The Rebel Tartan Project began in 2015. It aims to highlight political issues through the delivery of creative education, with collaboration, investigation and communication through design as driving factors. Students from several universities have collaborated, focusing on themes of Climate Change, or Human Trafficking. The brief is adapted for the individual universities involved, depending on numbers, course type and length of time available to take part. Students mainly work in mixed discipline teams, are encouraged to have regular discussions, and discuss work with partner universities through a shared google drive and through regular tutorials on Microsoft Teams. An online student seminar gives the universities an opportunity to see each other’s work and at the end of the project participants can apply to be selected for project exposure on the Arts Thread online platform. Students can also upload work onto the Rebel Tartan Project website. The Liberation Kilt co. tartans are licenced by UN House Scotland, and they have worked collaboratively over the past four years on climate and human trafficking events. Students use the tartan as a springboard for investigation, they take inspiration from the meaning behind the tartan and offer sustainable design solutions for the crises. Textiles, garments, illustrations, research, and films, were displayed at an exhibition, in Scotland 2021, as part of the fringe events for COP26, in collaboration with UNHS, Prof Giles Jackson of Liberation Kilt Co. and Roddy Millar CEO of Ideas for Leaders. The exhibition supported a conference focusing on the application of sustainable development goals in leadership circles. This project has grown, internationally; BUNKA Japan, Pearl Academy India, and Donghua University China joined the project in 2022, and FIT USA, is joining in 2023. Receiving positive feedback from all participants, this paper will discuss possible future directions for the project, in its continuing development.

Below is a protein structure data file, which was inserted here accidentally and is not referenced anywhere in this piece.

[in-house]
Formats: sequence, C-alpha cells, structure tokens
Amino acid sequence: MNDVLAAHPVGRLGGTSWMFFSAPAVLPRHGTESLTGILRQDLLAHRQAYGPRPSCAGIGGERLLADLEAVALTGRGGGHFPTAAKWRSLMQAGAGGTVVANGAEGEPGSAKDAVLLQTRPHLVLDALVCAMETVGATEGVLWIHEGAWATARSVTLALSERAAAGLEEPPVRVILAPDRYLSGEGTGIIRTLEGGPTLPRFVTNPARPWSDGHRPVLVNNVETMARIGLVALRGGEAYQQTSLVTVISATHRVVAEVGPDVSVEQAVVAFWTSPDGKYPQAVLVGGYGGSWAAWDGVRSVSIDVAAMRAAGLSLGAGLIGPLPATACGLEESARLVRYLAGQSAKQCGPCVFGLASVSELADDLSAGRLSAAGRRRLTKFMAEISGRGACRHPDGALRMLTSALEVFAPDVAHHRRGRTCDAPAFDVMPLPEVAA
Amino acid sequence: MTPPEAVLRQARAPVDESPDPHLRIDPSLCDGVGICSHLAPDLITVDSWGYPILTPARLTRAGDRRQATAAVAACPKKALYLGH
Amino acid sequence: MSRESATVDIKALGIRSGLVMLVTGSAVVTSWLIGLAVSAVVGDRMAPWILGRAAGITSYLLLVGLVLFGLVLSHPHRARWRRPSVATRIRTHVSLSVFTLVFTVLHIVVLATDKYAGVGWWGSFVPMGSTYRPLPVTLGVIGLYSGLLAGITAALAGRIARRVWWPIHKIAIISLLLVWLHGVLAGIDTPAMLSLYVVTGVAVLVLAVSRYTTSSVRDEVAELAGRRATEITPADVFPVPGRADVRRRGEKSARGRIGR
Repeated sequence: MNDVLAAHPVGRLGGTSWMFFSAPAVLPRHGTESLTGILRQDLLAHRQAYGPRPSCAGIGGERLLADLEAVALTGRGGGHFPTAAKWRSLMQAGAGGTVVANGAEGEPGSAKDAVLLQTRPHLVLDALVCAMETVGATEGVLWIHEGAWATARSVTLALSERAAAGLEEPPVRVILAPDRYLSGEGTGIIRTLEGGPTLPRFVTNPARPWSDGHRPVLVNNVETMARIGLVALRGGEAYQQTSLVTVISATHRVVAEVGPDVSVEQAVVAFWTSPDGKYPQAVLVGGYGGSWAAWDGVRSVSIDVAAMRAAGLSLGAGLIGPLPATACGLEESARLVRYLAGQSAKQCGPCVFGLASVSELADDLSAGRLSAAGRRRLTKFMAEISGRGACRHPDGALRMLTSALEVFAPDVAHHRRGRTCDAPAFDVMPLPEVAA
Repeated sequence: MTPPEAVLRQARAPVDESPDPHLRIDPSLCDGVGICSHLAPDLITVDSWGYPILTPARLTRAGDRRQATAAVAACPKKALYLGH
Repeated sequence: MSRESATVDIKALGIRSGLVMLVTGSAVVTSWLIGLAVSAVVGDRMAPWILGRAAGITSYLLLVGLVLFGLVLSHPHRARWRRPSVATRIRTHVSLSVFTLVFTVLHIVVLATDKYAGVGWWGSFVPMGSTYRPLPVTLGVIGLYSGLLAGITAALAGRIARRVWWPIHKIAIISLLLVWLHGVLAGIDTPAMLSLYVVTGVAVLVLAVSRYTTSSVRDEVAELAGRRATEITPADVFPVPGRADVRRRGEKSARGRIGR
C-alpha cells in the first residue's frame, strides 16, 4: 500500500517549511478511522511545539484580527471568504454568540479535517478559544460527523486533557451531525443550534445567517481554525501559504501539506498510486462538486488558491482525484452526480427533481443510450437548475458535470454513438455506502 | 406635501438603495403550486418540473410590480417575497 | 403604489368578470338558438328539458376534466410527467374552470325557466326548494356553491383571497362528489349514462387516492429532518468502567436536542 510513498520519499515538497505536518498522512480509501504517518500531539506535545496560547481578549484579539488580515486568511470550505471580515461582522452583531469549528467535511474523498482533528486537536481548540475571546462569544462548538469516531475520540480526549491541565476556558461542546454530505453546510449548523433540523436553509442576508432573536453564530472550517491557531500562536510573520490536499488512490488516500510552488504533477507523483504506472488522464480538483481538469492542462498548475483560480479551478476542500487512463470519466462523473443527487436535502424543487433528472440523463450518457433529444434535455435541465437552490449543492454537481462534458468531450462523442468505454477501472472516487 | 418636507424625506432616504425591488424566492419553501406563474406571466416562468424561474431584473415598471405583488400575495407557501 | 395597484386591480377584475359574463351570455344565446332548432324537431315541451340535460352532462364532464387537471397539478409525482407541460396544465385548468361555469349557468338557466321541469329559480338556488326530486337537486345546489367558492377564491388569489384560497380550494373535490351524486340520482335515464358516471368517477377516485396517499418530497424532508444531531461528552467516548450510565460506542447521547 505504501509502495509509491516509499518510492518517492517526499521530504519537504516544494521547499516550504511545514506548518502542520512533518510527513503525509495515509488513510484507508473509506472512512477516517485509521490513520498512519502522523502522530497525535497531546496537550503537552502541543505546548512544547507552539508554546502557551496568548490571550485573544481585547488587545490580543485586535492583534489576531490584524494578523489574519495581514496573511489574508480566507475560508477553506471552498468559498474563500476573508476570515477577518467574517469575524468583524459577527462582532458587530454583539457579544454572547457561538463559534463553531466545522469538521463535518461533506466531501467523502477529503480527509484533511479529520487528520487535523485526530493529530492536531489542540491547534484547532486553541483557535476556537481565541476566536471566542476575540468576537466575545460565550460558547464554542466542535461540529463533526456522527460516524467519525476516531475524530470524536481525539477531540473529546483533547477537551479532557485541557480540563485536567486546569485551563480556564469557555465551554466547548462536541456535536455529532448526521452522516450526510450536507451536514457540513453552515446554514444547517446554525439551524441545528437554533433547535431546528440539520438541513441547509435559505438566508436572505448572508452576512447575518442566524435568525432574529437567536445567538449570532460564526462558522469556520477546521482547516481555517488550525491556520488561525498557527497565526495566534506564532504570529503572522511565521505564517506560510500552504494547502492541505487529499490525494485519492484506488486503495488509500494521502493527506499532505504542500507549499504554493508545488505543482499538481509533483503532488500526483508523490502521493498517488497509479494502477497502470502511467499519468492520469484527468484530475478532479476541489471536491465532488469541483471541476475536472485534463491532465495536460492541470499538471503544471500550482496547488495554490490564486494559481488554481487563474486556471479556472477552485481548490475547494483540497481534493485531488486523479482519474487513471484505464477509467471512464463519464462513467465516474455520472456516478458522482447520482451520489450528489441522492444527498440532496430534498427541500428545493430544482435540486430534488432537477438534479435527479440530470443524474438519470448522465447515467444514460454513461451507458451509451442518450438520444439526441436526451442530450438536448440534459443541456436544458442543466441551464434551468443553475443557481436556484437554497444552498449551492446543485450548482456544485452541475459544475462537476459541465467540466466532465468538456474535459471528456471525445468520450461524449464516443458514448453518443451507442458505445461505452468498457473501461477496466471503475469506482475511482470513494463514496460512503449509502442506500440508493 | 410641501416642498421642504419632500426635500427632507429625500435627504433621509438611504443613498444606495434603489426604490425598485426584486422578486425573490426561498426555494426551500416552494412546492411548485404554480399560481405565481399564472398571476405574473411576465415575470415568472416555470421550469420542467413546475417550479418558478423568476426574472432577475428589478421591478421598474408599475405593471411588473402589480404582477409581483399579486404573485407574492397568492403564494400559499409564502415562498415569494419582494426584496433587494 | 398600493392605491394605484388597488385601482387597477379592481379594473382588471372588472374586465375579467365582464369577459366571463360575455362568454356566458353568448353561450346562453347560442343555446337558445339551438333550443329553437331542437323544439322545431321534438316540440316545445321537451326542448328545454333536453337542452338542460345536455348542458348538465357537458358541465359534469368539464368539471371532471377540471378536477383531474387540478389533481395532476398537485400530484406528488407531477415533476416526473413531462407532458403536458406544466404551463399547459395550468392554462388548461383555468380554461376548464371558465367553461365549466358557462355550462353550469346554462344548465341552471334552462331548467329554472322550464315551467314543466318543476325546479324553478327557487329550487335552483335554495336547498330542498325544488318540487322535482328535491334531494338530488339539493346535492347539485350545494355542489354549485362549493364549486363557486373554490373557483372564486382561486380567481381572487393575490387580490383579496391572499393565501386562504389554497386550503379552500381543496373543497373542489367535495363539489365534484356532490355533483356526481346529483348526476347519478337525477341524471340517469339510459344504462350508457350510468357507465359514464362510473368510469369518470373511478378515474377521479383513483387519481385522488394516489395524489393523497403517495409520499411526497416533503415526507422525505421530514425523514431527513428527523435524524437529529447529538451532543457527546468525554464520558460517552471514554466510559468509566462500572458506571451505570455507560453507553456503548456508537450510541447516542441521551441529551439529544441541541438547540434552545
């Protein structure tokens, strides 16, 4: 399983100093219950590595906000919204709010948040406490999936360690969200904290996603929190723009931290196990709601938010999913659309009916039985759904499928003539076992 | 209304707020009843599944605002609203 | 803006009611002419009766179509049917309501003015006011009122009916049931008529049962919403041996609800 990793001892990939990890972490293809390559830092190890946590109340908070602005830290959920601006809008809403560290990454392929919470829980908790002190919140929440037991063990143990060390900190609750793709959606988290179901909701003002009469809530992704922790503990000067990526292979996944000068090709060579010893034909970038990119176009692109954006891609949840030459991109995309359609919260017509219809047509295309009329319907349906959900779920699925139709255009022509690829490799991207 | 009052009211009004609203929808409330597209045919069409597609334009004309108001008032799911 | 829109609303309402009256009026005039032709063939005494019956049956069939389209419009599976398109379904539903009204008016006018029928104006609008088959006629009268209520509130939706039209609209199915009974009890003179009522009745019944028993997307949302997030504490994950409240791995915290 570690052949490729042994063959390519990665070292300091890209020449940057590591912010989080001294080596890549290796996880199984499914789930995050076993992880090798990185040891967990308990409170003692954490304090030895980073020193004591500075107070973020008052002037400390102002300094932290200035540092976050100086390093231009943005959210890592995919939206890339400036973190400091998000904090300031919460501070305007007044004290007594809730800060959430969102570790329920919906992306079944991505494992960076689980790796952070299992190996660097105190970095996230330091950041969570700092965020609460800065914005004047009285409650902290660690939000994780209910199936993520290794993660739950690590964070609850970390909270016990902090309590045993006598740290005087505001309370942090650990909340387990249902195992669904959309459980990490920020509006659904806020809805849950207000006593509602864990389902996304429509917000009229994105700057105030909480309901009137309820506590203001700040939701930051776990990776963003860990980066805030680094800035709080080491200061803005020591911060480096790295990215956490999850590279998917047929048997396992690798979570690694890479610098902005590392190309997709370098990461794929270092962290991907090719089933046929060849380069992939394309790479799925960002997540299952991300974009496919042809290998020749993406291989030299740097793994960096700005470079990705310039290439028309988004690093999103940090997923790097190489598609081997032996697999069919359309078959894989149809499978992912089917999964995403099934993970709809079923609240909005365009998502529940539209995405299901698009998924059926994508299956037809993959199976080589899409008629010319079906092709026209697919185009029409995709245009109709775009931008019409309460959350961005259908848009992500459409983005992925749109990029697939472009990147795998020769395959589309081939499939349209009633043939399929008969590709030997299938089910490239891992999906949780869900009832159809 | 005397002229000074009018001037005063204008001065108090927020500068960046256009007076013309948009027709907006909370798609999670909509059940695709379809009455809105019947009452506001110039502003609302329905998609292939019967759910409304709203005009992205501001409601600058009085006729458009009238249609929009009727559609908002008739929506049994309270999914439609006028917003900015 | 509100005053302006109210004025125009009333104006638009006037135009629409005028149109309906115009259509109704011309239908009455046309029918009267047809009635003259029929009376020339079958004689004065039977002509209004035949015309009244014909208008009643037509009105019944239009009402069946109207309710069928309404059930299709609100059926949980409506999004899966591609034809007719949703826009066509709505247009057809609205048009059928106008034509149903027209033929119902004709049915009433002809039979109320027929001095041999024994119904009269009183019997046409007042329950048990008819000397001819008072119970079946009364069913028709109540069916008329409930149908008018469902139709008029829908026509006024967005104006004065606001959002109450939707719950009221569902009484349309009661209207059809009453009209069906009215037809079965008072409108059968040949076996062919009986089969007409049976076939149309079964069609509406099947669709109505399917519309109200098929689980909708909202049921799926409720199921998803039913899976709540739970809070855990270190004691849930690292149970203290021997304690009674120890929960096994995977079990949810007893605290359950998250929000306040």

Juliana Sissons is a designer and senior lecturer, at Nottingham Trent University, UK, and at several Universities internationally. Her fashion knitwear label focuses on the development of sculptural forms and her innovative work has sold in London and Los Angeles. As a ‘Designer in Residence’ at the V&A Museum, she has exhibited solo collections in the galleries as well as at the Fashion and Textile Museum, The British Fashion Council, The Textile Institute and The Craft Council UK. She has written two books and her work is published in several Fashion, Design and Art journals.